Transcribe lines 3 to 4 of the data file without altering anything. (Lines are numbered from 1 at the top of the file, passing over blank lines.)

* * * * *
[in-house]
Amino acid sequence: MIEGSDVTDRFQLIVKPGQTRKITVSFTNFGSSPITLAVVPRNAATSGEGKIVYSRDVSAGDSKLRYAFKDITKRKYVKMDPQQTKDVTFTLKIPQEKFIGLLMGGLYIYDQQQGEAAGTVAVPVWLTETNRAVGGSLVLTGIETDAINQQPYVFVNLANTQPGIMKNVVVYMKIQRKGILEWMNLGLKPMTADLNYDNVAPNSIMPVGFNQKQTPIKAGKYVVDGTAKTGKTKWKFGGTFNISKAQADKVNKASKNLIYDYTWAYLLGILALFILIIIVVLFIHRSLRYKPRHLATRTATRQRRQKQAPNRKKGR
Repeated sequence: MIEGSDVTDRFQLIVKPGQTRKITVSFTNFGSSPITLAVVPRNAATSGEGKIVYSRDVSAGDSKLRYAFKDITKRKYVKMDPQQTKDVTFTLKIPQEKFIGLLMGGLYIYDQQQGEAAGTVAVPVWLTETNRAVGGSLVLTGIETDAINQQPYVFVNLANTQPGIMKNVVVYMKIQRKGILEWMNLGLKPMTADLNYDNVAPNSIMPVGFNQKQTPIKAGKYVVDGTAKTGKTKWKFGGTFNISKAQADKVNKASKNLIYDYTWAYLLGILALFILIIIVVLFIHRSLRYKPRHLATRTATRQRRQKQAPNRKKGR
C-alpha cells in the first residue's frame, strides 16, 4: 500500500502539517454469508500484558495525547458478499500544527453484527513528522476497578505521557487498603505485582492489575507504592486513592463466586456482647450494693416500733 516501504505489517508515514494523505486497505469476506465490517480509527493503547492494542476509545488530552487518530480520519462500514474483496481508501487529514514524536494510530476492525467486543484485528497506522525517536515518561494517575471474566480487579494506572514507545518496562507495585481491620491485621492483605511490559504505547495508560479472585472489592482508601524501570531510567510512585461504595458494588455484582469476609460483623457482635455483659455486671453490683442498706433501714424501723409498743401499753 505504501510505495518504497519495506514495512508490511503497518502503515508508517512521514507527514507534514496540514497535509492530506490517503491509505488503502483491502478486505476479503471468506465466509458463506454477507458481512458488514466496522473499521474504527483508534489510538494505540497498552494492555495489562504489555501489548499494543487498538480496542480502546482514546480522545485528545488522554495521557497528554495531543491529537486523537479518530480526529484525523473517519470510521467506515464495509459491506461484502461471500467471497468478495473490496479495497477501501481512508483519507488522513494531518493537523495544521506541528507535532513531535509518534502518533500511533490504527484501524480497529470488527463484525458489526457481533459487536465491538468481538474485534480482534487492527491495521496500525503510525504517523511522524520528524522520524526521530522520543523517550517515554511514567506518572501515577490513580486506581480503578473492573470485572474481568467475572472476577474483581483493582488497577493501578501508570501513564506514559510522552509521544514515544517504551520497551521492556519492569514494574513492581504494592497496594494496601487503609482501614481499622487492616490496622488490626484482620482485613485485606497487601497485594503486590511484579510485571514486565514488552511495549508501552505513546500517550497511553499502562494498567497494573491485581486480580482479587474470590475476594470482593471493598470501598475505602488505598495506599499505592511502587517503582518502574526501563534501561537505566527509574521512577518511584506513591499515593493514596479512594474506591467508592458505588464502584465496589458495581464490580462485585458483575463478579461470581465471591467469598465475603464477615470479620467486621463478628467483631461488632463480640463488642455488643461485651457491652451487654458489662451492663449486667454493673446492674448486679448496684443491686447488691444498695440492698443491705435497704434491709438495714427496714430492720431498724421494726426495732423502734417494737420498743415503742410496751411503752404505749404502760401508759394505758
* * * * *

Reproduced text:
Repeated sequence: MIEGSDVTDRFQLIVKPGQTRKITVSFTNFGSSPITLAVVPRNAATSGEGKIVYSRDVSAGDSKLRYAFKDITKRKYVKMDPQQTKDVTFTLKIPQEKFIGLLMGGLYIYDQQQGEAAGTVAVPVWLTETNRAVGGSLVLTGIETDAINQQPYVFVNLANTQPGIMKNVVVYMKIQRKGILEWMNLGLKPMTADLNYDNVAPNSIMPVGFNQKQTPIKAGKYVVDGTAKTGKTKWKFGGTFNISKAQADKVNKASKNLIYDYTWAYLLGILALFILIIIVVLFIHRSLRYKPRHLATRTATRQRRQKQAPNRKKGR
C-alpha cells in the first residue's frame, strides 16, 4: 500500500502539517454469508500484558495525547458478499500544527453484527513528522476497578505521557487498603505485582492489575507504592486513592463466586456482647450494693416500733 516501504505489517508515514494523505486497505469476506465490517480509527493503547492494542476509545488530552487518530480520519462500514474483496481508501487529514514524536494510530476492525467486543484485528497506522525517536515518561494517575471474566480487579494506572514507545518496562507495585481491620491485621492483605511490559504505547495508560479472585472489592482508601524501570531510567510512585461504595458494588455484582469476609460483623457482635455483659455486671453490683442498706433501714424501723409498743401499753 505504501510505495518504497519495506514495512508490511503497518502503515508508517512521514507527514507534514496540514497535509492530506490517503491509505488503502483491502478486505476479503471468506465466509458463506454477507458481512458488514466496522473499521474504527483508534489510538494505540497498552494492555495489562504489555501489548499494543487498538480496542480502546482514546480522545485528545488522554495521557497528554495531543491529537486523537479518530480526529484525523473517519470510521467506515464495509459491506461484502461471500467471497468478495473490496479495497477501501481512508483519507488522513494531518493537523495544521506541528507535532513531535509518534502518533500511533490504527484501524480497529470488527463484525458489526457481533459487536465491538468481538474485534480482534487492527491495521496500525503510525504517523511522524520528524522520524526521530522520543523517550517515554511514567506518572501515577490513580486506581480503578473492573470485572474481568467475572472476577474483581483493582488497577493501578501508570501513564506514559510522552509521544514515544517504551520497551521492556519492569514494574513492581504494592497496594494496601487503609482501614481499622487492616490496622488490626484482620482485613485485606497487601497485594503486590511484579510485571514486565514488552511495549508501552505513546500517550497511553499502562494498567497494573491485581486480580482479587474470590475476594470482593471493598470501598475505602488505598495506599499505592511502587517503582518502574526501563534501561537505566527509574521512577518511584506513591499515593493514596479512594474506591467508592458505588464502584465496589458495581464490580462485585458483575463478579461470581465471591467469598465475603464477615470479620467486621463478628467483631461488632463480640463488642455488643461485651457491652451487654458489662451492663449486667454493673446492674448486679448496684443491686447488691444498695440492698443491705435497704434491709438495714427496714430492720431498724421494726426495732423502734417494737420498743415503742410496751411503752404505749404502760401508759394505758